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Jungle Scout Review: Amazon E-commerce Tool for Product Research

Jungle Scout Review: Amazon FBA E-commerce Tool for Product ResearchWhen I launched my first e-commerce store in 2004, using SEO to get search engine traffic from Google was probably the easiest way to start making money with an online store. All I had to do was trade links with other related e-commerce stores and the search engines would send targeted traffic to my site.

A lot has changed since then… Google made it harder to get ranked and now you actually have to do real marketing. But Amazon opened up its doors to third party sellers and now just about anyone can start selling on Amazon.

The good thing is that if you want to sell on Amazon, you can get started for free and if you want to launch your own private label brand, an investment of $1,500 to $2,000 might be enough to get started. And once you get your product launched, it’s often mostly passive income, which is great if you are working full time or have other obligations. You just have to monitor your sales and keep the product in stock.

But how do you find a good product to sell?

I did a good bit of research on Amazon not too long ago and one of the tools I kept hearing about was Jungle Scout, which is a tool designed to help find items that can sell well on Amazon. Jungle Scout offers a web app that lets users search a database of Amazon items for products to sell and a Chrome extension that allows users to display information about a page of products.

This review covers the web app and some of the drawbacks.

How to Use Jungle Scout to Find High Margin Products

Amazon will display an item’s seller rank on each item. This number can be used to estimate how many units of that item are being sold each day.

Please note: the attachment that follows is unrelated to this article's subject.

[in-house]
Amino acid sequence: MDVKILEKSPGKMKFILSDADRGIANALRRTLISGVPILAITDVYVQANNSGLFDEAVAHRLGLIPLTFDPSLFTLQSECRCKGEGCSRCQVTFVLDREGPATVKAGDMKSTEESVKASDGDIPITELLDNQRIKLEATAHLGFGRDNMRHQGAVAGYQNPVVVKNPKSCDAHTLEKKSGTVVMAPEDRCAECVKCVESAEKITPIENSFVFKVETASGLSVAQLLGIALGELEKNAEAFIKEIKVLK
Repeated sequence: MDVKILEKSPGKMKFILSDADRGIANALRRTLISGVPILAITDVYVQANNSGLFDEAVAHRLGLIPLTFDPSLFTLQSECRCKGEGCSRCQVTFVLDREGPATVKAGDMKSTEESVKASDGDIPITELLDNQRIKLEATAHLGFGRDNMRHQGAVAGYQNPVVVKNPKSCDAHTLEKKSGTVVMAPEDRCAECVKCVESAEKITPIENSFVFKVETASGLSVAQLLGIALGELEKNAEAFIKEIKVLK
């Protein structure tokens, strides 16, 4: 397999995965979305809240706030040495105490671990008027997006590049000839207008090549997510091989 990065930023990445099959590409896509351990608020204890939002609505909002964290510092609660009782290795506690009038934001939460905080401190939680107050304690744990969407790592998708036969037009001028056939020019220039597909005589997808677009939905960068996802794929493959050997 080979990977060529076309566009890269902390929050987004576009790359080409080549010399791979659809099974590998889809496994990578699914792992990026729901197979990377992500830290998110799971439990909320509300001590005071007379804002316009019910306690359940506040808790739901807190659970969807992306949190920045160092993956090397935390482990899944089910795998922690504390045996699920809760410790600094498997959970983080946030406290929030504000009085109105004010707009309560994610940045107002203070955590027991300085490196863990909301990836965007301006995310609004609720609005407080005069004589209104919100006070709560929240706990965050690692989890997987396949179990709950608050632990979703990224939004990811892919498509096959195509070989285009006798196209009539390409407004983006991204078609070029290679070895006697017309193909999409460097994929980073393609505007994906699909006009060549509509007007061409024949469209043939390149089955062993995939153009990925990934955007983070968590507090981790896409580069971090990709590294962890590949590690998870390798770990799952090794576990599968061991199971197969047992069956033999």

A popular free tool that people use to estimate sales of an item is fbatoolkit.com. Simply find the item rank and the category and enter the number and it will give you the sales estimate.

For example, this knife has a Best Seller rank (BSR) of 511 in the Sports and Outdoor category:

Knife - Amazon BSR 511

(click to enlarge)

 

FBA Toolkit estimates that this item sold 88 units a day on average over the past 30 days:

FBA Toolkit

(click to enlarge)

 

With these numbers, we can estimate monthly sales:

88 (items sold per day) x 30 (days each month) x $10.29 (item price) = $27,165.60 (estimated monthly sales)

 

While FBA Toolkit is a great free tool, Jungle Scout’s Product Tracker can help you verify if the sales estimate for a product is accurate (more on that later).

People who use Jungle Scout to find products to sell will use the web app to search through the database based on various criteria. The web app saves a lot of time compared to searching on Amazon manually.

The two main areas of the web app are the Product Database and Product Tracker, which I will be reviewing below.

The Chrome extension allows you to view product data on an Amazon search page so that you can quickly assess how competitive a product is. It is available for a one time cost and I may review the extension at a later date.

 

Startup, Standard and Business Plans – Which is best?

The difference between the startup and other plans is that the standard and business plans also give you access to the Niche Hunter and allow you to track more items. I saw some reviews on YouTube that said that the Niche Hunter wasn’t very useful, so I decided to just sign up for the Startup plan.

The Startup plan has everything you need to search for a product to sell and you’ll mostly be using the Product Database and Product Tracker anyways.

 

Product Database

With the product database, you can use Jungle Scout’s filters to find Amazon items based on certain criteria.

Jungle Scout Product Database

(click to enlarge)

Categories

You can select what categories to filter on. Perhaps you have a strong knowledge or interest in a particular category and want to search for items only on those categories.

As a beginner seller, you may want to avoid categories like electronics, as they have more parts that can break. Or you may want to deselect gated categories like Grocery & Gourmet Food.

In any case, you can select or de-select the categories that you want to search in.

 

Filters

Filters allow you to narrow your search by criteria like selling price, number of reviews, item weight and more.  Here are some commonly recommended settings.

Price – Many Amazon sellers recommend looking for items between $18 and $50 for new sellers. If you sell a lower priced item, then it will be harder to make a money because Amazon seller fees will cut into your profits and if you sell an expensive item, then it will usually be more costly for you to purchase.

Rank – You should also use either rank or estimated sales. For e-commerce, experts say that anything under 8,000-10,000 rank can sell well. If you are using estimated sales, you probably want something that sells at least 3 units a day. So 300 would be a good minimum number for estimated monthly sales.